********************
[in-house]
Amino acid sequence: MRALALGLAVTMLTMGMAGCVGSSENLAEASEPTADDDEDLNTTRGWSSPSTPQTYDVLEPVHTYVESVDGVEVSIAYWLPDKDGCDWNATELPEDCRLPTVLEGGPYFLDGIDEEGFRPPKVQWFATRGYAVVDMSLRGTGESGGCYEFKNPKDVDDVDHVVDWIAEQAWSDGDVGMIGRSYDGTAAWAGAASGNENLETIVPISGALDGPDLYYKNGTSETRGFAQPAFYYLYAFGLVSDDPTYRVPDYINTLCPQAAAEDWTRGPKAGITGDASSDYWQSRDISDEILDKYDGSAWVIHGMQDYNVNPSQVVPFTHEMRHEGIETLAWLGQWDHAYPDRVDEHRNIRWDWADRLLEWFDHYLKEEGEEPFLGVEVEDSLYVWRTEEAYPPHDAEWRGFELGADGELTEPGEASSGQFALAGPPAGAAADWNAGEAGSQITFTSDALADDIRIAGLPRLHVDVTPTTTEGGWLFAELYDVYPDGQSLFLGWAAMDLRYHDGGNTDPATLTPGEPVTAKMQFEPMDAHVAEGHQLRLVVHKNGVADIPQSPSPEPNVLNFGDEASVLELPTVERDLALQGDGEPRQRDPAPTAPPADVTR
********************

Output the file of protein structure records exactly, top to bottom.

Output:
[in-house]
Amino acid sequence: MRALALGLAVTMLTMGMAGCVGSSENLAEASEPTADDDEDLNTTRGWSSPSTPQTYDVLEPVHTYVESVDGVEVSIAYWLPDKDGCDWNATELPEDCRLPTVLEGGPYFLDGIDEEGFRPPKVQWFATRGYAVVDMSLRGTGESGGCYEFKNPKDVDDVDHVVDWIAEQAWSDGDVGMIGRSYDGTAAWAGAASGNENLETIVPISGALDGPDLYYKNGTSETRGFAQPAFYYLYAFGLVSDDPTYRVPDYINTLCPQAAAEDWTRGPKAGITGDASSDYWQSRDISDEILDKYDGSAWVIHGMQDYNVNPSQVVPFTHEMRHEGIETLAWLGQWDHAYPDRVDEHRNIRWDWADRLLEWFDHYLKEEGEEPFLGVEVEDSLYVWRTEEAYPPHDAEWRGFELGADGELTEPGEASSGQFALAGPPAGAAADWNAGEAGSQITFTSDALADDIRIAGLPRLHVDVTPTTTEGGWLFAELYDVYPDGQSLFLGWAAMDLRYHDGGNTDPATLTPGEPVTAKMQFEPMDAHVAEGHQLRLVVHKNGVADIPQSPSPEPNVLNFGDEASVLELPTVERDLALQGDGEPRQRDPAPTAPPADVTR